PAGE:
PG-13, 104 min.
Director/Writer: Pablo Berger
Starring: Maribel Verdú, Macarena García, Daniel Giménez Cacho, Ángela Molina, Sergio Dorado, Emilio Gavira, Alberto Martínez, Jinson Añazco, Michal Lagosz, Jimmy Muñoz, José María Pou, Sofia Oria, Ramón Barea, Inma Cuesta
Can I give a movie five stars? I mean, I work off a four star scale, but I think I need to award “Blancanieves” five stars on that scale. That’s right. It’s off the scale. This movie is just that good.
“Blancanieves” is a black & white silent adaptation of the Snow White fairy tale. Made in Spain last year, it is the best movie to be released in the United States this year. It sets the story in the arena of bullfighting. Antonio Villalta is the nation’s greatest bullfighter. His last bullfight doesn’t go so well. A bull named Lucifer gores him and while he’s in surgery his wife dies in childbirth. Villalta will have nothing to do with his newborn child, Carmen, who is raised by her grandmother.
Meanwhile, Villalta’s nurse sees an opportunity to become part of one of the wealthiest families in the country. She weasels her way into becoming Villalta’s bride; and when Carmen’s grandmother dies, her stepmother brings her home to live in the basement and work like a slave. Carmen longs to see her father and breaks the rules of going to the second level of the mansion to find him. She discovers that her stepmother treats him as miserably as her and only uses him for his money and power.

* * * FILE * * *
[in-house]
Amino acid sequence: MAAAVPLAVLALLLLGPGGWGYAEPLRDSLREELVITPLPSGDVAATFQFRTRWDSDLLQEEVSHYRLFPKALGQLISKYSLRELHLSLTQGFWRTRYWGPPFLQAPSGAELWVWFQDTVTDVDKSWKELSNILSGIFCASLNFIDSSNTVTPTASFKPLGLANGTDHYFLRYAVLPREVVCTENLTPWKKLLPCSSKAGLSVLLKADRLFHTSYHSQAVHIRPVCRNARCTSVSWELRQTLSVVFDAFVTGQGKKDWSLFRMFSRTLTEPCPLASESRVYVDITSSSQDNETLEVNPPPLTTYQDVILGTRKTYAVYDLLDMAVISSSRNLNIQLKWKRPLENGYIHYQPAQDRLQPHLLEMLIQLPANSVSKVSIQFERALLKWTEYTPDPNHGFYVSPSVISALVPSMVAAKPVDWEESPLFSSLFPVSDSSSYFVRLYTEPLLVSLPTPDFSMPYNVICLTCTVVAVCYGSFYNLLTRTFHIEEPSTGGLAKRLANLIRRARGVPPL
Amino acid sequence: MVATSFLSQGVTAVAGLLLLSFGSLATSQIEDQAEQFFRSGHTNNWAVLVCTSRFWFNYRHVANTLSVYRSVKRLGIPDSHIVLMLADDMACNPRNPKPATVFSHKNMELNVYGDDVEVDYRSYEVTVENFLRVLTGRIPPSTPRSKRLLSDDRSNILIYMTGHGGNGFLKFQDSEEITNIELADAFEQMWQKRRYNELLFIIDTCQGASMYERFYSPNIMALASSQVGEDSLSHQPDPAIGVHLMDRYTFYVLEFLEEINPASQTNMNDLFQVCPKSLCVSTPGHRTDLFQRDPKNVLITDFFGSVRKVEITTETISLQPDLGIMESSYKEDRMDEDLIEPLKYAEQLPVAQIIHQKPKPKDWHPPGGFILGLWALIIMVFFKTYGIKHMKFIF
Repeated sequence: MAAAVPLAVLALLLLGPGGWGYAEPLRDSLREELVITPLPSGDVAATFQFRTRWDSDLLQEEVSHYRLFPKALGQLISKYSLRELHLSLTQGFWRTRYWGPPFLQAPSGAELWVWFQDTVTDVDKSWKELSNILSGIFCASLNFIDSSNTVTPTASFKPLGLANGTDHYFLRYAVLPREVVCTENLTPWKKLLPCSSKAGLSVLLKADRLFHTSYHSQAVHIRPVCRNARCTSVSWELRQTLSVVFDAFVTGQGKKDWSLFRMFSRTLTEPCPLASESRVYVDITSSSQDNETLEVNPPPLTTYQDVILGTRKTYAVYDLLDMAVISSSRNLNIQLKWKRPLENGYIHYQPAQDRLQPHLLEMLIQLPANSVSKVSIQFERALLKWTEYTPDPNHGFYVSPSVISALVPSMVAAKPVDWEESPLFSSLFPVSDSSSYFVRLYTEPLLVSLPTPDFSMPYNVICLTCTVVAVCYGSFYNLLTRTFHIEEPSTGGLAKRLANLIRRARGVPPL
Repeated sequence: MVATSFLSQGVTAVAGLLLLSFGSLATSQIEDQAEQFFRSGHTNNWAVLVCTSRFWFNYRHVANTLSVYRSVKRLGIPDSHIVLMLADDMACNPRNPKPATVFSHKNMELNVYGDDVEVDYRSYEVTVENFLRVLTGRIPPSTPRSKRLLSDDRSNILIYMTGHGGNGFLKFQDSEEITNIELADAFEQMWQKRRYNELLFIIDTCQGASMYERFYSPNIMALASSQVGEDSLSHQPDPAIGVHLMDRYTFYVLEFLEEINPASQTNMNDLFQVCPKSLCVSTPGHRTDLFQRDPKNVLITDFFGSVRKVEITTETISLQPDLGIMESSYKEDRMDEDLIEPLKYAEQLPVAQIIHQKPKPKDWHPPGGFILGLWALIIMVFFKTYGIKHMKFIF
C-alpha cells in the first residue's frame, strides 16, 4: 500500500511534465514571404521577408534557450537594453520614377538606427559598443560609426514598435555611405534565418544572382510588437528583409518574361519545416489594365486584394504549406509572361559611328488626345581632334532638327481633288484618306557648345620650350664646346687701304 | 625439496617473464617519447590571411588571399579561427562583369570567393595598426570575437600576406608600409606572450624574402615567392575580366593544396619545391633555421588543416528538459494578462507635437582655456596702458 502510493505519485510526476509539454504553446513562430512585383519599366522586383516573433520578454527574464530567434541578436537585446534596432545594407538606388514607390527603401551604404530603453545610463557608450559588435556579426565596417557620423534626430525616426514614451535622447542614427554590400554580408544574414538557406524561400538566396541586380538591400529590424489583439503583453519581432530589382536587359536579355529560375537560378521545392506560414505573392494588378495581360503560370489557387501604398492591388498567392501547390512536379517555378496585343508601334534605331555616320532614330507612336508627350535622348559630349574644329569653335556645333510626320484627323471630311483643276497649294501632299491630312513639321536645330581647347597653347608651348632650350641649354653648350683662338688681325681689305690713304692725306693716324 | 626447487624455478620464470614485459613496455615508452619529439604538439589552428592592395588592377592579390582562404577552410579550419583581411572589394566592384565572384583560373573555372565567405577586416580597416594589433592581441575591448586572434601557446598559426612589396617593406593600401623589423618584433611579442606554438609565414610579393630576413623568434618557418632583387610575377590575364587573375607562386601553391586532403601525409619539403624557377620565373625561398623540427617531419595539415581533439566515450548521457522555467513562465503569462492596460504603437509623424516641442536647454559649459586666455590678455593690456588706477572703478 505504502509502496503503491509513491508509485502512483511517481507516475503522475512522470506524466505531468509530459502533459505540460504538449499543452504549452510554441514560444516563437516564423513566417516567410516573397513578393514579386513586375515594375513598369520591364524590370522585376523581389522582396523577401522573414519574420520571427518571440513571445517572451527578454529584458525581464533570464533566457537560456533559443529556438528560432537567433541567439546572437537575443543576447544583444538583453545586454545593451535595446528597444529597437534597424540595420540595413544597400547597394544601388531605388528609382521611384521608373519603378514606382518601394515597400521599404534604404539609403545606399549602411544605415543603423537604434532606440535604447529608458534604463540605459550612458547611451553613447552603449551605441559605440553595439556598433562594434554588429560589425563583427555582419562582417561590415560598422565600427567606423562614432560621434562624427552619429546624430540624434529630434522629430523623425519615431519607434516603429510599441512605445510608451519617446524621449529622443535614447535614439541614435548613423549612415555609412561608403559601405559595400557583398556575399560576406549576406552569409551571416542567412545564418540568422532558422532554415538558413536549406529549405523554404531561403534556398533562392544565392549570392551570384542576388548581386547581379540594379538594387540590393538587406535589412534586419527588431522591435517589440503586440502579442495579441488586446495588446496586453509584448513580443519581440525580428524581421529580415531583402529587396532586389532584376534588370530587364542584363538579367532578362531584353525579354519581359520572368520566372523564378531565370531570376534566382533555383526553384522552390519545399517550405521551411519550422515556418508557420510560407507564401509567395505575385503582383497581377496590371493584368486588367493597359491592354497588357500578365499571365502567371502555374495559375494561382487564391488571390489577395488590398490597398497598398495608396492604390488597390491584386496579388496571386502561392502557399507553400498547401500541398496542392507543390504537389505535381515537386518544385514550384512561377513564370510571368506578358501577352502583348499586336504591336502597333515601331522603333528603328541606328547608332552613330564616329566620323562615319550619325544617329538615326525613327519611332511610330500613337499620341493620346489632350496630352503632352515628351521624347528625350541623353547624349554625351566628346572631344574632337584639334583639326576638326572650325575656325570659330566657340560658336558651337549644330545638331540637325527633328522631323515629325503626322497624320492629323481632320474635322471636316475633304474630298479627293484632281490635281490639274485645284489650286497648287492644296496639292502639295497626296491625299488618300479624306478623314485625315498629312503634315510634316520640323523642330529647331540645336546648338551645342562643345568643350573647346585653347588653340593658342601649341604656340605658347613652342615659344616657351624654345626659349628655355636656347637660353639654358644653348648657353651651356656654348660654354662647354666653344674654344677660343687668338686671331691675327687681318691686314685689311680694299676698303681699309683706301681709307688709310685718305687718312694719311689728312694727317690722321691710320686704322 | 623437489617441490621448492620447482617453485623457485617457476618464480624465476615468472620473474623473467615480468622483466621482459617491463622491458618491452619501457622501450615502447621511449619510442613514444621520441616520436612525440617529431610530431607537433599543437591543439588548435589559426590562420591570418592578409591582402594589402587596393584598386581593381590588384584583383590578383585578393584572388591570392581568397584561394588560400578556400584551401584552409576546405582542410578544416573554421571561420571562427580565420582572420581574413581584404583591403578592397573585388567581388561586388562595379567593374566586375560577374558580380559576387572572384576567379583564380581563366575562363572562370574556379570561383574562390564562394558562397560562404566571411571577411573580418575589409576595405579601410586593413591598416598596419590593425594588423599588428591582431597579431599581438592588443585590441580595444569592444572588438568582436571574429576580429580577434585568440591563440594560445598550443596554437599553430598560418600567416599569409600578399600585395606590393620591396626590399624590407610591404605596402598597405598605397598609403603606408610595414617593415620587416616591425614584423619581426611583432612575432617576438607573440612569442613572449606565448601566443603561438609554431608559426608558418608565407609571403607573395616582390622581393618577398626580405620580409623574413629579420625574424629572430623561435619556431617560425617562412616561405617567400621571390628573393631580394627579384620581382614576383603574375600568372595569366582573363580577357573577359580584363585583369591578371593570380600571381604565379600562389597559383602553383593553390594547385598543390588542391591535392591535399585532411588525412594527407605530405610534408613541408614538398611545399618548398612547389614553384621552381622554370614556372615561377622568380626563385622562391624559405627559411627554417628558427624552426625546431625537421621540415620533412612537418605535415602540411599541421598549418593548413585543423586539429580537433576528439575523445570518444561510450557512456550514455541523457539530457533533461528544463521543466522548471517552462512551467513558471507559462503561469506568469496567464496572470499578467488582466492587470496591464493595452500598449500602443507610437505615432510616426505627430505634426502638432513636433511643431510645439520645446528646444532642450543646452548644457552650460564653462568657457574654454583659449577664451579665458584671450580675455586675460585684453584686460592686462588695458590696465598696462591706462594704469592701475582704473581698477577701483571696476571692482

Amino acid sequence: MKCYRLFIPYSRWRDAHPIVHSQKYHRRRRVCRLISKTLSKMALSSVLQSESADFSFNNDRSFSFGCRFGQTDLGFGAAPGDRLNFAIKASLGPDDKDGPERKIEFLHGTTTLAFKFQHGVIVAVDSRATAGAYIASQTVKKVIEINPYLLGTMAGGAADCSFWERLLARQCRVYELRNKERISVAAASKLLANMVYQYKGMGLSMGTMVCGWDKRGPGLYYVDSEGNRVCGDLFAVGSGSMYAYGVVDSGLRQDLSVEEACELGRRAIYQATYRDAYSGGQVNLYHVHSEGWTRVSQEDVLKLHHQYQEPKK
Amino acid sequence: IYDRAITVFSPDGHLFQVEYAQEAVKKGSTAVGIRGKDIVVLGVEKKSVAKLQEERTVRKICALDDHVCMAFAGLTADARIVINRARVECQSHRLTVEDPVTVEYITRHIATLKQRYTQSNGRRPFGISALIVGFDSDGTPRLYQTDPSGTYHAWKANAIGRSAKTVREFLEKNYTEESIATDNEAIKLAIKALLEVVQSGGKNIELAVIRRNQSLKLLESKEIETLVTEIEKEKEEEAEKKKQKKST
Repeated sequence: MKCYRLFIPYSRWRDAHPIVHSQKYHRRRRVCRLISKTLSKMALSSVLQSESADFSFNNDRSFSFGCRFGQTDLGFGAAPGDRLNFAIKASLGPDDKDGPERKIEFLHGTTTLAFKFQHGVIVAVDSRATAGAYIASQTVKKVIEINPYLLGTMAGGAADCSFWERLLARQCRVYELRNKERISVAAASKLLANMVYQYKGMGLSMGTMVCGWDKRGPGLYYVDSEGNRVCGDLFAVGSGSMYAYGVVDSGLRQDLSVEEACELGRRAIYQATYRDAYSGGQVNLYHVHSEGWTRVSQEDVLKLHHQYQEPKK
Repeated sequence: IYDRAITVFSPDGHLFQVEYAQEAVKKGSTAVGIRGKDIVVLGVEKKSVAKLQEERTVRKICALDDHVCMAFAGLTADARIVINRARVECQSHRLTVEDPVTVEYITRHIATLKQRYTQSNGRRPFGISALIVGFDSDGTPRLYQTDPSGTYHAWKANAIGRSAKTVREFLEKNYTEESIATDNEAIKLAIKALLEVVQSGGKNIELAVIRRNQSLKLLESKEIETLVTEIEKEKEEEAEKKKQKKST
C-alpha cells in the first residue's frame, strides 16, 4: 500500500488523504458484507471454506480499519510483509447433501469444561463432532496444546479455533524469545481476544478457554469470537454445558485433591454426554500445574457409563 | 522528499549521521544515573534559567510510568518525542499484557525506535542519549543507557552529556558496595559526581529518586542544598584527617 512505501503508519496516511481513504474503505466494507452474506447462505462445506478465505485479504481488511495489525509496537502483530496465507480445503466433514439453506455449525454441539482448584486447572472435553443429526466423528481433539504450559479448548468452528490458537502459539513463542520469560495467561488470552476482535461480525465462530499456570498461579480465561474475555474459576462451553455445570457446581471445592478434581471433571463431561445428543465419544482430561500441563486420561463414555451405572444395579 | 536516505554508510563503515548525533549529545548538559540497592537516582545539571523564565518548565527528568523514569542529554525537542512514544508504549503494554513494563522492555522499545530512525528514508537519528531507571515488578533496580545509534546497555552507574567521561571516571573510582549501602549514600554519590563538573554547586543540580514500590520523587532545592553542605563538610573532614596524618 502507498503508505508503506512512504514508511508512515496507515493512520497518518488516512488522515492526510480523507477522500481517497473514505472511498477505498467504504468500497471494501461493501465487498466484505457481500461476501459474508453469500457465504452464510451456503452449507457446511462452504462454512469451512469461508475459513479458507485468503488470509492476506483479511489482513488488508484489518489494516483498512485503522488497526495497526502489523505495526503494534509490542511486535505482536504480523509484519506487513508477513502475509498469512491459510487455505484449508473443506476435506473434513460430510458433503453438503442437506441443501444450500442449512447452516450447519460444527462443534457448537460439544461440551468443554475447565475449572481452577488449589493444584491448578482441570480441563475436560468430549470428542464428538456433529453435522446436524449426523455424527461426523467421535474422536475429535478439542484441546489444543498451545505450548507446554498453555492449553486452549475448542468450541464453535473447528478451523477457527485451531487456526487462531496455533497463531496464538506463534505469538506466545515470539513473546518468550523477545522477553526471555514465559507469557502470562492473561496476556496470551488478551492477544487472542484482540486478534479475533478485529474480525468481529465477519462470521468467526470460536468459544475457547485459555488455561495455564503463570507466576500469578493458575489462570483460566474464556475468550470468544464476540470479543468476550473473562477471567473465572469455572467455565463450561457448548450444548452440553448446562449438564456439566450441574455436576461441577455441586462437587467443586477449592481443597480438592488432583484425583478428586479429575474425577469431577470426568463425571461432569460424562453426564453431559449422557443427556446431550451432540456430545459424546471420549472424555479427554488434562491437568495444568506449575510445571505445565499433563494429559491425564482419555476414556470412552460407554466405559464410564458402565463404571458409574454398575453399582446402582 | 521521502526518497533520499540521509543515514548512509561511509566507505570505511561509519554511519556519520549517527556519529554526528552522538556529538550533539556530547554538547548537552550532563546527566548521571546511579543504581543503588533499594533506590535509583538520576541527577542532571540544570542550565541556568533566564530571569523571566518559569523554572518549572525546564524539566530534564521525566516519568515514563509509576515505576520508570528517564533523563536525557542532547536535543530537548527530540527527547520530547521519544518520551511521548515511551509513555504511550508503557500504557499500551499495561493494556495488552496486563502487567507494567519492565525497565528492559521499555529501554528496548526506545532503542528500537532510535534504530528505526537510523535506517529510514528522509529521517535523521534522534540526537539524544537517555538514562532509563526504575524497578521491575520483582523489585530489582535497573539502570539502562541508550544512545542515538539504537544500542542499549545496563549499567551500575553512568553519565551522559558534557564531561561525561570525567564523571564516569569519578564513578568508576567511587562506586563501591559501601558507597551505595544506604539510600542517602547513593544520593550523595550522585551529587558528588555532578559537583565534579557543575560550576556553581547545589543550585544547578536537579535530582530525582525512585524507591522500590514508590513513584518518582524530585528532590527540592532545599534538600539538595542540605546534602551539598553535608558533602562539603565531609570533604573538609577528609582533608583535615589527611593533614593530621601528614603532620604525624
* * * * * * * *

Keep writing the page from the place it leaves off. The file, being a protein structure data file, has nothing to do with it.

Soon Carmen is stealing away to the second level on a regular basis to see her father, who regrets that he did not see her when she was a baby. Although he is a paraplegic he teaches her the essentials of bullfighting, until one day her stepmother discovers their deception and has her stooge take Carmen out in the woods to kill her. He thinks he succeeds, but she is rescued by a group of traveling entertainers, seven bullfighting dwarves. Carmen has lost her memory but discovers she has a gift for the bullfighting and becomes part of the show. The rest you can probably guess.
All of this is beautifully and faithfully presented in the black & white silent film style, with an amazing score by Alfonso de Vilallonga. While much of the acting is stylized, there is never a sense that the movie is dated in any way. Since it is a new movie, I suppose that makes sense, yet everything about it is true to silent era filmmaking. It uses the same type of montages and overlays, apparent stock footage where appropriate, and style-perfect cinematography and camera angles.